Everything you need to know about complex PTSD
“Hypervigilance and startle reaction are big issues for me. I constantly scan to make sure everything is safe. I can’t sit with my back to a door, and if I do, I think ‘there could be danger,” Kate G. The Mighty said in 2019 of the experience of living with C-PTSD. “Loud noises startle me easily…Last year, [the Fourth of July celebration] was so bad that I came home, turned the music up as high as I could and started screaming and sobbing. I couldn’t stand it,” G. added.
C-PTSD, or complex post-traumatic stress disorder – also called complex traumatic disorder – is the result of prolonged exposure to trauma. While PTSD usually follows a single traumatic event, C-PTSD is often the result of repeated trauma – particularly, if one saw no way out of the traumatic situation. Experiencing constant bullying or ostracism as a child, experiencing neglect or abandonment, witnessing repeated domestic violence or abuse, experiencing domestic violence, or having lived experiences repeatedly invalidated are things that can put people at a higher likelihood of developing C-PTSD.
While anyone can develop C-PTSD, experts note that people with underlying mental health conditions, or a family history, may be more vulnerable. Similarly, how individual brains regulate “hormones and neurochemicals, particularly in response to stress,” may also determine the propensity to contract C-PTSD, as may the lack of a strong support system. .
Research suggests that 7.3% of all humans could develop PTSD and C-PTSD in their lifetime – between the two, the prevalence rate of PTSD was estimated at 4% and that of C-PTSD was 3.3%.
Yet the DSM-5, or the fifth (and final) edition of the Diagnostic and Statistical Manual of Mental Disorders published by the American Psychiatric Association in 2013, does not yet include C-PTSD as an official diagnosis. Unlike DSM-5, however, ICD-11, or the eleventh revision of the International Classification of Diseases published by the World Health Organization in 2018, recognizes C-PTSD as a “disorder”. The neurodiversity movement – which is urging society to view autism, ADHD and OCD, among others, as a departure from neurotypy, rather than a “health condition” – also recognizes C-PTSD as a neurodivergence; although acquired.
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C-PTSD manifests in much the same way as PTSD – except it has additional symptoms. Traits it shares with PTSD include reliving traumatic events as flashbacks or nightmares; avoid reminders of trauma – whether it’s certain sounds, settings, or people; and be hyper–responsive to stimuli, or being hyper–vigilant due to a constant perception of threat.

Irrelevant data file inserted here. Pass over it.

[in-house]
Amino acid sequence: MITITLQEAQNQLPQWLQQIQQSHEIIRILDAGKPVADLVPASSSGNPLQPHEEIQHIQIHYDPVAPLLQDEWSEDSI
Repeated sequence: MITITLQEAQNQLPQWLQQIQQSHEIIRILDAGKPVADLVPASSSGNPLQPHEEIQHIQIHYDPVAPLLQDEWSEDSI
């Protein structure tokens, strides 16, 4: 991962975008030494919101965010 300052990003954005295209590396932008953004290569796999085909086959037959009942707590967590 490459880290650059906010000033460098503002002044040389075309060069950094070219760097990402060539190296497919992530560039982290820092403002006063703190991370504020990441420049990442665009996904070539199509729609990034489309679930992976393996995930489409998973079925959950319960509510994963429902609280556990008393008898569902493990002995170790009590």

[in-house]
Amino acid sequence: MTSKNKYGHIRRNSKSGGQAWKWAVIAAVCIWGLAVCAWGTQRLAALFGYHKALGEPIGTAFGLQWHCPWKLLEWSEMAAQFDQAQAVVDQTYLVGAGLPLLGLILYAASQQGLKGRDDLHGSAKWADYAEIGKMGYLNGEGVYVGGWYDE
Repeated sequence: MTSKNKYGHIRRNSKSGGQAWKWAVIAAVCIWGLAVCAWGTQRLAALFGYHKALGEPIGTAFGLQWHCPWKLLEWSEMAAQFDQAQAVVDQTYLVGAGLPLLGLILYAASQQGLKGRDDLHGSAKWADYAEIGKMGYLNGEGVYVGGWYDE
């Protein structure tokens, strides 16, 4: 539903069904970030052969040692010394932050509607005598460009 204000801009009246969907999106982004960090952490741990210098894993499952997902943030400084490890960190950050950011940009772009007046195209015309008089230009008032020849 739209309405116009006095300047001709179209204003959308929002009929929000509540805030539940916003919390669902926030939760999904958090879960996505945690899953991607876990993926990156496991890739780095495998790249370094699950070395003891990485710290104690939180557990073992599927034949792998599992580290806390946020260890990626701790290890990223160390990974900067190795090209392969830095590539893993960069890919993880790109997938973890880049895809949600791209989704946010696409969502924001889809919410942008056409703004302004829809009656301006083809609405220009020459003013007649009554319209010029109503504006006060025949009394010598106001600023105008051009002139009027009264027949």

Additional symptoms induced by C-PTSD range from emotional dysregulation, such as “feelings of anger [for instance] appear[ing] overwhelming and difficult for the person to manage,” as David Berle, a clinical psychologist and associate professor at the University of Technology Sydney, wrote in The Conversation. A negative sense of self dominated by notions of shame, guilt or worthlessness; feeling disconnected from others; or having trouble communicating thoughts and emotions effectively are a few other ways C-PTSD manifests. Additionally, symptoms of C-PTSD may also include somatic symptoms such as headache, chest pain, or dizziness. According to the NHS, C-PTSD can also manifest as “destructive or risky behavior” such as self-harm or substance abuse – and even thoughts of suicide.
Manifestations of C-PTSD can also vary across ages – experiencing it in childhood, for example, can cause individuals to develop disorganized attachment styles. According to the ICD-11, C-PTSD can also present differently in different cultures, and even be exacerbated depending on social identity. “For migrant communities, especially refugees or asylum seekers, [C-PTSD] may be exacerbated by acculturative stressors and the social environment in the host country,” the manual states.
It may also be relevant to note that according to ICD-11, women are more vulnerable to C-PTSD than their male counterparts. Not only that, but the first set also has a higher likelihood of exhibiting “a higher level of psychological distress and functional impairment.” Large-scale data on gender diversity—capturing C-PTSD vulnerability across the gender spectrum—remains unsurprisingly lacking.